Copenhagen (IPA /ˈkoʊpənheɪɡən/ or /ˈkoʊpənhɑːɡən/; Danish: København [kʰøb̥m̩ˈhɑʊ̯ˀn] (About this sound listen)) is the capital and most populated city of Denmark, and second largest in Scandinavia, with an urban population of 1,246,611 and a metropolitan population of 1,975,361 (as of 1 April 2014). It is situated on the eastern coast of Zealand, 42 km (26 mi) northwest of Malmö, Sweden and 164 km (102 mi) northeast of Odense. The city stretches across parts of the island of Amager and also contains the enclave of Frederiksberg, a municipality in its own right.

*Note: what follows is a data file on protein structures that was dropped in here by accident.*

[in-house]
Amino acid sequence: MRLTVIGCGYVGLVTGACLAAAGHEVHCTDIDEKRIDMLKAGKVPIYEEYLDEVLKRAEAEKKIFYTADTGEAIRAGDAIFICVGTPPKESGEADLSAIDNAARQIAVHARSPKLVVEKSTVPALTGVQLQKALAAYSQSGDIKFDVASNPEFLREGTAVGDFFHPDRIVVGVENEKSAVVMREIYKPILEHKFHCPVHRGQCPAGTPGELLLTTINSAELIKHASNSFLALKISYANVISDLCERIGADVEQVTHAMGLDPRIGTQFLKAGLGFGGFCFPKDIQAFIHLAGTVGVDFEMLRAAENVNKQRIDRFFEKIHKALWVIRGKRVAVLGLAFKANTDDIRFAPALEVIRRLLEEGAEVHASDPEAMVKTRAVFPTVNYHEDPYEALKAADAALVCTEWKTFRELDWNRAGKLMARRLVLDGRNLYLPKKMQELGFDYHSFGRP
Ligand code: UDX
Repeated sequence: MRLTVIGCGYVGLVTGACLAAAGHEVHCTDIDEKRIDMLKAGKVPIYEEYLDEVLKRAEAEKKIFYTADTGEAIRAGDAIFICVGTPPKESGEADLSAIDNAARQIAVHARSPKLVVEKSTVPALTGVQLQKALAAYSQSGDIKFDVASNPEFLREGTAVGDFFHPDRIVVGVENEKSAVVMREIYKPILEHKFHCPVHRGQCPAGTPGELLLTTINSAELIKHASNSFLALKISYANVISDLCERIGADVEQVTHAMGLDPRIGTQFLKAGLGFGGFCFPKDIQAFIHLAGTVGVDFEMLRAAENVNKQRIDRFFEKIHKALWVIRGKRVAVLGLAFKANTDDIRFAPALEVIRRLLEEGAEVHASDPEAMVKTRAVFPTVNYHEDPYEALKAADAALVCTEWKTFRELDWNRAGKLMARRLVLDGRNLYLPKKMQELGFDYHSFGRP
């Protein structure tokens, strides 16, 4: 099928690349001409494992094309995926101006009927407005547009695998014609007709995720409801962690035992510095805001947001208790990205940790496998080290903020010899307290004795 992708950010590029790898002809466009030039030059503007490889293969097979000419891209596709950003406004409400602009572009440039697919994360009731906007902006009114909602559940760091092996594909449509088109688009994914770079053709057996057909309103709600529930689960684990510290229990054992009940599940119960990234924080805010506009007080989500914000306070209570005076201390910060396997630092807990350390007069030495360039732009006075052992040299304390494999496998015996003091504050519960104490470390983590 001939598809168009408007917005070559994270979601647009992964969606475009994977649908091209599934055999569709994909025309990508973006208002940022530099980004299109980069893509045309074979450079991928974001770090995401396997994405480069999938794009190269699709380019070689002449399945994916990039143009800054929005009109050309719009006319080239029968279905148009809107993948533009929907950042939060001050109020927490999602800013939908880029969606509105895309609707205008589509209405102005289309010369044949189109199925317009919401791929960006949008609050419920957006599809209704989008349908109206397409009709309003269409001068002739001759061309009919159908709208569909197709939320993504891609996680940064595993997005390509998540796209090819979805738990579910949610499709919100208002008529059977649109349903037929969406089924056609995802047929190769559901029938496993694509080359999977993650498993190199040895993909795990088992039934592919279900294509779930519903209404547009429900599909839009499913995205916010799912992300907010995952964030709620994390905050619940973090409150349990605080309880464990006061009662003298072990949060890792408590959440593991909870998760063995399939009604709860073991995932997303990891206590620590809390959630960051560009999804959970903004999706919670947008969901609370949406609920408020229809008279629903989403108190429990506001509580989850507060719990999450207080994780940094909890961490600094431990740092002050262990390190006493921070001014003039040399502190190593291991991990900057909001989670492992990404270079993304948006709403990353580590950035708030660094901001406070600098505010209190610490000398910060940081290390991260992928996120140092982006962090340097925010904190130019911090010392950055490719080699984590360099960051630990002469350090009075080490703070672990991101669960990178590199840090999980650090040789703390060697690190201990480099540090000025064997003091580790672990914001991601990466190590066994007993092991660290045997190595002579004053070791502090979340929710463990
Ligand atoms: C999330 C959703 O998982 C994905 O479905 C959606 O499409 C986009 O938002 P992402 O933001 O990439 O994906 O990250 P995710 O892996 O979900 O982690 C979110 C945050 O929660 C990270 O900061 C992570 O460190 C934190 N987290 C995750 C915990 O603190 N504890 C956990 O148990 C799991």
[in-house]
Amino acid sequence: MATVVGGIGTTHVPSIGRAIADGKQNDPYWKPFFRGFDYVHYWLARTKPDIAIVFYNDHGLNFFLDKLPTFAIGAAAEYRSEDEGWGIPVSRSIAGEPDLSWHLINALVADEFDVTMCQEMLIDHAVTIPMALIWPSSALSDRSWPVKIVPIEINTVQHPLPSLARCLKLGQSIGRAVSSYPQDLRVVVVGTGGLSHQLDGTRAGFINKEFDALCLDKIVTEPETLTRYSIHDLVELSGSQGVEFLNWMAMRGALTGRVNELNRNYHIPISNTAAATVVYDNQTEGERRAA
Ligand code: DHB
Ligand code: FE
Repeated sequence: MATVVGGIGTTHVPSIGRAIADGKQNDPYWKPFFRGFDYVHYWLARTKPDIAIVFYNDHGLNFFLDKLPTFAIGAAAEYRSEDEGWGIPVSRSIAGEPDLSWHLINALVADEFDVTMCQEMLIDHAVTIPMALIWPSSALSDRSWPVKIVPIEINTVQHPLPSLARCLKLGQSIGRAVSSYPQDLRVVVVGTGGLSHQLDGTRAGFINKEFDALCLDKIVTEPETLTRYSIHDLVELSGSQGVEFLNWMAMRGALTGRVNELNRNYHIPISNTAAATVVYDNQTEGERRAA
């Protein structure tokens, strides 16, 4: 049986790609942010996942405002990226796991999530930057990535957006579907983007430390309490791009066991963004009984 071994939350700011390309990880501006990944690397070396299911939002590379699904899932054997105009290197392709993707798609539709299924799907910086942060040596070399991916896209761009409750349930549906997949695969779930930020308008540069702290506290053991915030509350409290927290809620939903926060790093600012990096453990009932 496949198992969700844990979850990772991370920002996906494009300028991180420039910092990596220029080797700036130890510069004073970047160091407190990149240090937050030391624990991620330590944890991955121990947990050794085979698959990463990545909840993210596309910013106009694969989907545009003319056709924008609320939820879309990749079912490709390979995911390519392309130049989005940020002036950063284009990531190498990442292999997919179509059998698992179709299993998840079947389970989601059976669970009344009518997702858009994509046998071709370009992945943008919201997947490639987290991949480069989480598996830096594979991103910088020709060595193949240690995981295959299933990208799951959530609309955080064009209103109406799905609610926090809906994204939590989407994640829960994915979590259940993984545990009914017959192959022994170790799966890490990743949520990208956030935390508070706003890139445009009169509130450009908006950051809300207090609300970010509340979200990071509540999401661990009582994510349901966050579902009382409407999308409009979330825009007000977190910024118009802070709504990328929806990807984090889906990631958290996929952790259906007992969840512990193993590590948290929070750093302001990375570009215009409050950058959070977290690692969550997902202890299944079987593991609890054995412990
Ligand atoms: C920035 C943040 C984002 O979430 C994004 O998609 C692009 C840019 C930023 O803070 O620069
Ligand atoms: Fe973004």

Founded as a Viking fishing village in the 10th century, Copenhagen became the capital of Denmark in the early 15th century. During the 17th century, under the reign of Christian IV, it developed into an important regional centre, consolidating its position as capital of Denmark and Norway with its institutions, defences and armed forces. After suffering from the effects of plague and fire in the 18th century, the city underwent a period of redevelopment. This included construction of the prestigious district of Frederiksstaden and founding of such cultural institutions as the Royal Theatre and the Royal Academy of Fine Arts. After further disasters in the early 19th century when Nelson attacked the Danish fleet and bombarded the city, rebuilding during the Danish Golden Age brought a Neoclassical look to Copenhagen's architecture. Later, following the Second World War, the Finger Plan fostered the development of housing and businesses along the five urban railway routes stretching out from the city centre.